Technography and the sociology of texts: Reading phenomena in the digital humanities
This dissertation explores the intersection between digital and material cultures in electronic texts through the critical lenses of textual criticism and book history. Taking cues from D. F. Mackenzie's "sociology of texts" and Matthew Kirschenbaum's "forensic imagination," I propose the idea of "technography:" roughly, the bibliography of electronic texts. Successful critical discourse relies on understanding textual conditions, but electronic texts have situations and histories very different from those of printed matter and manuscripts. Therefore, I suggest a collection of general methods and techniques that enable discussion of electronic texts as such by examining embedded textual features that enable or prohibit investigations of the creation, transmission, reception, and transformation of electronic texts—an analytic technography and histoire du fichier to complement analytic bibliography and histoire du livre. I focus specifically on two areas. The first is examining electronic transmission and reproduction techniques and technologies in the context of contemporary theories of book history and textual criticism that stress the interpretive importance of physical bibliographic features such as typography. The second is the possibility of constructing historical bibliographies of electronic texts. Taken together these two subjects addressed by technography give a good indication of the implications of electronic texts for textual criticism, critical practice, and scholarly editing. To illustrate this technography I explore several electronic texts, through different textual-critical lenses. I compare the print and electronic versions of N. Katherine Hayles's Writing Machines, a book published simultaneous in print and electronic formats. I examine the impact of technical decisions on editorial policy and production in scholarly archives, specifically The Rossetti Archive and The Walt Whitman Archive. I review the implications of crowdsourcing textual production and the possibilities for historical bibliography in crowdsourced texts such as Wikipedia and the text produced by the Project Gutenberg Distributed Proofreaders. Ultimately I conclude that technographic evidence indicates a radical re-envisioning of the role of the publisher in relation to electronic texts. Where the reader (or "user") has significant control over the presentation of the text, the ability of text producers to mediate meaning through the physical form of a particular textual artifact is greatly diminished.^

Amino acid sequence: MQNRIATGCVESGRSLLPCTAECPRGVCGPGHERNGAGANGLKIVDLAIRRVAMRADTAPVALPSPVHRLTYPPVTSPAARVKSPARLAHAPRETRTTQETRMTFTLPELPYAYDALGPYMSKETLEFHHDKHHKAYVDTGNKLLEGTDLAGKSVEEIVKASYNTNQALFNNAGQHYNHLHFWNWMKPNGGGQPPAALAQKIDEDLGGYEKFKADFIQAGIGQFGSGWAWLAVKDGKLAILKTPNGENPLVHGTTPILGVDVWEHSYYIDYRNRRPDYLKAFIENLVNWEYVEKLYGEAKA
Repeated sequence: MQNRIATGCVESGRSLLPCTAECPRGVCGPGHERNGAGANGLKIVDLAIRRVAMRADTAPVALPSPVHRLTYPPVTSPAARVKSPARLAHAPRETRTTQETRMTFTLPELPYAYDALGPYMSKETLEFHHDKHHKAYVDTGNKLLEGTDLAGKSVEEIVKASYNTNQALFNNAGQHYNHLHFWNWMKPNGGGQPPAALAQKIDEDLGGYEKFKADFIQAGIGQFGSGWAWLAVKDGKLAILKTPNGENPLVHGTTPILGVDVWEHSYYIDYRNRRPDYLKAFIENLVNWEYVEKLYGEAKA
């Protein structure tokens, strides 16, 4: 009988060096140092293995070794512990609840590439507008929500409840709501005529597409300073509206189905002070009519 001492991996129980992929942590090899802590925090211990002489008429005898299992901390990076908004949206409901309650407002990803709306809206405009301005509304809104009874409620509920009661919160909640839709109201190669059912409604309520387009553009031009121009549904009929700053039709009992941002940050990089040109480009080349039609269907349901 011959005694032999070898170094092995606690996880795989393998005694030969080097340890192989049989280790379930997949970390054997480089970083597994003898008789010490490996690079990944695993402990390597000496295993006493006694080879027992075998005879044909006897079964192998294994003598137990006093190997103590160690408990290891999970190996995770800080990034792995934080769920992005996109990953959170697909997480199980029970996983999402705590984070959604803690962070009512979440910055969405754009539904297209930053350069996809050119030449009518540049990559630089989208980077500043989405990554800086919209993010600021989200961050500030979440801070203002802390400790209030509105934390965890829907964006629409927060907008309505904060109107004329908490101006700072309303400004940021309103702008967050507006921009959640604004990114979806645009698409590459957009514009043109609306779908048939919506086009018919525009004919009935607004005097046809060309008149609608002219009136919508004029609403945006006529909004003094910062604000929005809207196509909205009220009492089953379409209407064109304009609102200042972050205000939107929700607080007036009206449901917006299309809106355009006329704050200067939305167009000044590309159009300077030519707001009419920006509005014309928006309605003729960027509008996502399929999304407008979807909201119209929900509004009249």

Literature, Modern|Information Technology
John Paul Savage,
"Technography and the sociology of texts: Reading phenomena in the digital humanities"
(January 1, 2011).
ETD Collection for Fordham University.